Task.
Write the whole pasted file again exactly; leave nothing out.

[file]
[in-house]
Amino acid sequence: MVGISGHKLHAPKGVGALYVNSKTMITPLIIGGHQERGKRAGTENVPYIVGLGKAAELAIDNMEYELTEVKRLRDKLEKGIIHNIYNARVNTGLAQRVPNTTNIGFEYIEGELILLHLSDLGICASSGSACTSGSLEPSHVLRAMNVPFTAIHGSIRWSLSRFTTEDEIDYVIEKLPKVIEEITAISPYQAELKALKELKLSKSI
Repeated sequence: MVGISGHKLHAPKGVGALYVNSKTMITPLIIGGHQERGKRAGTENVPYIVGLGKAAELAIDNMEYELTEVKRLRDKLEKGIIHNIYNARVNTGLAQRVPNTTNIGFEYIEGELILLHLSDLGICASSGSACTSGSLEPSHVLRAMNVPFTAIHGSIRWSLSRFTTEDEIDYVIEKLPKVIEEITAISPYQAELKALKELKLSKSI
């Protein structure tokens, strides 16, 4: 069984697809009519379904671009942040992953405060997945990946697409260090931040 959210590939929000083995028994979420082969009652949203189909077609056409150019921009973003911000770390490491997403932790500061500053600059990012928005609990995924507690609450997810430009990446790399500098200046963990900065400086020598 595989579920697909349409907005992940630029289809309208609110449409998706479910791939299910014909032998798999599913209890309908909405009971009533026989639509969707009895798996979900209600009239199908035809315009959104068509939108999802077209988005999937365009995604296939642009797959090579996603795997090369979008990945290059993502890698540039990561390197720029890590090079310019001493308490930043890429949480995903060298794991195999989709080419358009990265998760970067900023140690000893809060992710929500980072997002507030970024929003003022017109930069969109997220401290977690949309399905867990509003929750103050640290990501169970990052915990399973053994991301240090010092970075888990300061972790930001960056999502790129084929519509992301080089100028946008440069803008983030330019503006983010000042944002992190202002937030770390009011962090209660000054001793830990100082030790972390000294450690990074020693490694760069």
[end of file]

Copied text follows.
[in-house]
Amino acid sequence: MVGISGHKLHAPKGVGALYVNSKTMITPLIIGGHQERGKRAGTENVPYIVGLGKAAELAIDNMEYELTEVKRLRDKLEKGIIHNIYNARVNTGLAQRVPNTTNIGFEYIEGELILLHLSDLGICASSGSACTSGSLEPSHVLRAMNVPFTAIHGSIRWSLSRFTTEDEIDYVIEKLPKVIEEITAISPYQAELKALKELKLSKSI
Repeated sequence: MVGISGHKLHAPKGVGALYVNSKTMITPLIIGGHQERGKRAGTENVPYIVGLGKAAELAIDNMEYELTEVKRLRDKLEKGIIHNIYNARVNTGLAQRVPNTTNIGFEYIEGELILLHLSDLGICASSGSACTSGSLEPSHVLRAMNVPFTAIHGSIRWSLSRFTTEDEIDYVIEKLPKVIEEITAISPYQAELKALKELKLSKSI
């Protein structure tokens, strides 16, 4: 069984697809009519379904671009942040992953405060997945990946697409260090931040 959210590939929000083995028994979420082969009652949203189909077609056409150019921009973003911000770390490491997403932790500061500053600059990012928005609990995924507690609450997810430009990446790399500098200046963990900065400086020598 595989579920697909349409907005992940630029289809309208609110449409998706479910791939299910014909032998798999599913209890309908909405009971009533026989639509969707009895798996979900209600009239199908035809315009959104068509939108999802077209988005999937365009995604296939642009797959090579996603795997090369979008990945290059993502890698540039990561390197720029890590090079310019001493308490930043890429949480995903060298794991195999989709080419358009990265998760970067900023140690000893809060992710929500980072997002507030970024929003003022017109930069969109997220401290977690949309399905867990509003929750103050640290990501169970990052915990399973053994991301240090010092970075888990300061972790930001960056999502790129084929519509992301080089100028946008440069803008983030330019503006983010000042944002992190202002937030770390009011962090209660000054001793830990100082030790972390000294450690990074020693490694760069």